Diagnose and Fix Suspension Problems

Does your car tend to follow the grooves or crown of the road as you drive? Are you seeing uneven wear on your tires? Does the steering feel "heavy" and clumsy, like you're driving a loaded dump truck? Does the steering wheel not center itself readily after rounding a corner?

If so, you might have a problem with your suspension. Maybe you're getting your car ready for that planned summer road trip. Finding and fixing these often minor problems with tie rods, the idler arm, Pitman arm and/or the rack and pinion will save significant time and money over waiting for a more serious problem to occur.

Worn Tie Rod Ends Allow Wheels to Drift

Drivers notice worn tie ends as the need to move your steering wheel left and right and constantly correct to keep it going straight down the road. The easiest way to verify that a particular end is worn is by raising and supporting the front end and squeezing the rod end with your hand. Some people will use Channellock-type pliers, but these will allow for excessive force to be applied. If you can squeeze the tie rod end more than one-eighth of an inch, it should be replaced.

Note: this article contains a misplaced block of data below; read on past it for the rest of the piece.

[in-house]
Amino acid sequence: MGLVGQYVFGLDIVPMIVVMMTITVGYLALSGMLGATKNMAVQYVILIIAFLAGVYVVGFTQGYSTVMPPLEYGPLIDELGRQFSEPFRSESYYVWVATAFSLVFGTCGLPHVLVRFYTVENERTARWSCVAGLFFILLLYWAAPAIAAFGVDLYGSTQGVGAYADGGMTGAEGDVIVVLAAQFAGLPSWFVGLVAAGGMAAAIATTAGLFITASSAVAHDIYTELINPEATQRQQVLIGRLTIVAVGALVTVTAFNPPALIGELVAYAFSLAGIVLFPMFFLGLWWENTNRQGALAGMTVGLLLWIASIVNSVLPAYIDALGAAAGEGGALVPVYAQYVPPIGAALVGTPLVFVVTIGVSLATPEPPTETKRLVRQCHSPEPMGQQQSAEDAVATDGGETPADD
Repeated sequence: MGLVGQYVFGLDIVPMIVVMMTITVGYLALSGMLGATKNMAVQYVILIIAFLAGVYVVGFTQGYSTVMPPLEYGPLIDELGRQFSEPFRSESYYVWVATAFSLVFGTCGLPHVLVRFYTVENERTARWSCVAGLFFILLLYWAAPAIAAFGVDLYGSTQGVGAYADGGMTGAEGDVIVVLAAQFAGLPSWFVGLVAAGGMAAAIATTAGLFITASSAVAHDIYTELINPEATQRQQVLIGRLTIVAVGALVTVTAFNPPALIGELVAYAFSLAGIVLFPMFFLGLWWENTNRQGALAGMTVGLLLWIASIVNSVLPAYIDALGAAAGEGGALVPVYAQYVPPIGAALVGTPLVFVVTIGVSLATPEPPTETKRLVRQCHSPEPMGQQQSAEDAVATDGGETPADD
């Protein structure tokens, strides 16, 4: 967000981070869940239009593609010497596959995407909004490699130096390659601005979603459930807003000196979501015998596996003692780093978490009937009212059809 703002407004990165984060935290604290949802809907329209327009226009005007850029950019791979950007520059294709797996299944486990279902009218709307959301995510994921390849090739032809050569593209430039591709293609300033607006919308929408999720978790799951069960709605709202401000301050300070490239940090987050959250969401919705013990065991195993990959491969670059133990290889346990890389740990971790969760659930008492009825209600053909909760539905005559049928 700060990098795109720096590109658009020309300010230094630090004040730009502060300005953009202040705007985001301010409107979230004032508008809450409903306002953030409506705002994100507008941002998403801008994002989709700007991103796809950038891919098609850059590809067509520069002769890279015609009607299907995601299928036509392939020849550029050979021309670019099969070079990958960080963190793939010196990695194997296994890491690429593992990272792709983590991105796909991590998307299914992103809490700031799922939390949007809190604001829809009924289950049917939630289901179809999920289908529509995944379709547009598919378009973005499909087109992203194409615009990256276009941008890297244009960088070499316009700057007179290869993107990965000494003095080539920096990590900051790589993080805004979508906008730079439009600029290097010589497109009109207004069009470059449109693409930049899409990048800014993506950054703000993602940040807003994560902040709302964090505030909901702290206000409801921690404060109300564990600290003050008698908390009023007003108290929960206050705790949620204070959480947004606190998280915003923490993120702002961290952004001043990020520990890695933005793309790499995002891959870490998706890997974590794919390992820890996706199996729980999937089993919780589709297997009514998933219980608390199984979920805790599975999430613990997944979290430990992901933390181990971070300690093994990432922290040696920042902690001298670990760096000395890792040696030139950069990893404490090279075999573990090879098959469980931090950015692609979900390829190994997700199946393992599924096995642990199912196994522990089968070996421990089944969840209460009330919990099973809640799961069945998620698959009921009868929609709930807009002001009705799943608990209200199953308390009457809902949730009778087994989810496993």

It's easiest to check tie rod ends if you can get under the car to get a more comfortable grip on the rod end. Perform an external inspection. If the grease (Zerk) fitting is missing or the boot is torn or missing, replace it. Wrapping it with a rag will help keep your hands clean—for a little while, at least. Grip the tire front and rear and move it in and out while observing for motion in the assembly that is not reflected in the steering knuckle.

Tools You'll Need:

Replacing a Worn Tie Rod End

The part on the left is a typical tie rod end on a rack and pinion car, while the one on the right is a typical tie rod end in a parallelogram steering system.